CNN has video from 2011 showing two North Korean spies photographing secret missile plans in a small garage in Ukraine. In fact, the missile plans were fake and both men were arrested and are now in prison:

The two suspects can be seen moments before Ukrainian security service agents burst in and arrest them.

The Ukrainian missile experts they had been courting in the weeks before had informed on them to Ukrainian counter-intelligence agents.
As a result, authorities had detailed knowledge of the information they sought — “ballistic missiles, missile systems, missile construction, spacecraft engines, solar batteries, fast-emptying fuel tanks, mobile launch containers, powder accumulators and military government standards,” according to the court papers from their 2012 trial.

Why is Ukraine revealing this 2011 sting video to CNN now? The article says it’s an attempt to push back on reports that recent leaps in North Korean missile technology may have come from Ukraine. That’s a reference to a NY Times story published last week. Citing classified intelligence assessments and a new analysis by Michael Elleman from the International Institute for Strategic Studies, the Times reported North Korea’s missile advances were likely the result of “black-market purchases of powerful rocket engines probably from a Ukrainian factory.” The same NY Times report said Elleman believed the 2011 attempt by North Korean spies to steal Ukrainian missile secrets bolstered his claims:

Bolstering his conclusion, he added, was a finding by United Nations investigators that North Korea tried six years ago to steal missile secrets from the Ukrainian complex. Two North Koreans were caught, and a U.N. report said the information they tried to steal was focused on advanced “missile systems, liquid-propellant engines, spacecraft and missile fuel supply systems.”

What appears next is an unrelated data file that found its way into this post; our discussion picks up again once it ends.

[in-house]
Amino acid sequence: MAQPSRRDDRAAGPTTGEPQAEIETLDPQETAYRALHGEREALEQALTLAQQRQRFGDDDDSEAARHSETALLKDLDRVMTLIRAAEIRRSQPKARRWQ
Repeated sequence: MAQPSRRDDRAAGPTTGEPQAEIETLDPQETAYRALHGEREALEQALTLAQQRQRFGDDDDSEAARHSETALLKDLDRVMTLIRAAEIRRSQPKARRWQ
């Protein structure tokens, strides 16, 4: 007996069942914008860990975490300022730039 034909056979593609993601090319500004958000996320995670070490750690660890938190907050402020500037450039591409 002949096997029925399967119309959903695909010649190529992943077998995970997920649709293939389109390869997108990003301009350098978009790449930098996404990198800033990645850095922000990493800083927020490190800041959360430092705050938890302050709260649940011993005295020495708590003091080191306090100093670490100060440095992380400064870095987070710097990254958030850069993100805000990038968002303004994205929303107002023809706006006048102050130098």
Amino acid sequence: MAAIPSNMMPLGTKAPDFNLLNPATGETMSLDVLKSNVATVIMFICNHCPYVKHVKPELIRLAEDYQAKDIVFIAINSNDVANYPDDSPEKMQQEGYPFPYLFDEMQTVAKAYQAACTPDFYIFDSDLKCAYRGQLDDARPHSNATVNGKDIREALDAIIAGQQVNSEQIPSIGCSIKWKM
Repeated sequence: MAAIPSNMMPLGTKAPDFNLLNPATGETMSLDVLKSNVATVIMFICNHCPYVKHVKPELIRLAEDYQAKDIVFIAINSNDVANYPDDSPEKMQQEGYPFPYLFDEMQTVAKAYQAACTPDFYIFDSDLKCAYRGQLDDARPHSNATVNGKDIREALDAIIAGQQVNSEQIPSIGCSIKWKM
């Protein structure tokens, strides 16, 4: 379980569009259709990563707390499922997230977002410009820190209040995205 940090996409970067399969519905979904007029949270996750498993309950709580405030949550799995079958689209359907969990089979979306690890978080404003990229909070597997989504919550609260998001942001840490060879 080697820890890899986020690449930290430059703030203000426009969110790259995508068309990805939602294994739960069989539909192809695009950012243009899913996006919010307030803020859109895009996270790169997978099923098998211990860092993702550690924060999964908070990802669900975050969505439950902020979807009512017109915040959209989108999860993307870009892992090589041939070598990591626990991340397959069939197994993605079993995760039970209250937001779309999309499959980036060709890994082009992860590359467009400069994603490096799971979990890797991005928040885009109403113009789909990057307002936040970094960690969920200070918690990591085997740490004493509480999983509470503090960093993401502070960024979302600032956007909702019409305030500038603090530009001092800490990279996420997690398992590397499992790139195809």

So, if I’m following this correctly, Elleman cites the arrest of these two spies as evidence North Korea was after Ukrainian missile tech. But CNN cites a Ukrainian security service officer who simply points out that their plan failed. He also claims no subsequent attempt succeeded:

An officer with Ukraine’s security service, who worked on the 2011 case of the two North Koreans and who we granted anonymity because of his operational role, insisted it was “impossible” North Korea had obtained any missile technology, as he was sure their espionage attempts had all been intercepted.

He said that in 2011 two other North Koreans — who traveled to Ukraine from the country’s Moscow Embassy — were deported after they were caught trying to obtain “missile munitions, homing missile devices in particular for air-to-air class missiles.” A third North Korean, tasked with transporting the actual devices out of Ukraine, was also deported.

The same source says five more North Koreans were deported in 2015 and, besides the two men currently in prison, there are no North Koreans in the country.

Judge for yourself who to believe here. The video certainly shows the North Koreans were after this technology but also shows they failed to get it. And yet, the recent successful missile tests seem to indicate that, one way or another, North Korea did get something. They went from being a year or more away from having an ICBM capable of reaching the U.S. mainland to having one. The details of how they got from point A to point B or who helped them get there are still fuzzy at this point.

Update: Here’s the sting that nabbed the two North Korean spies: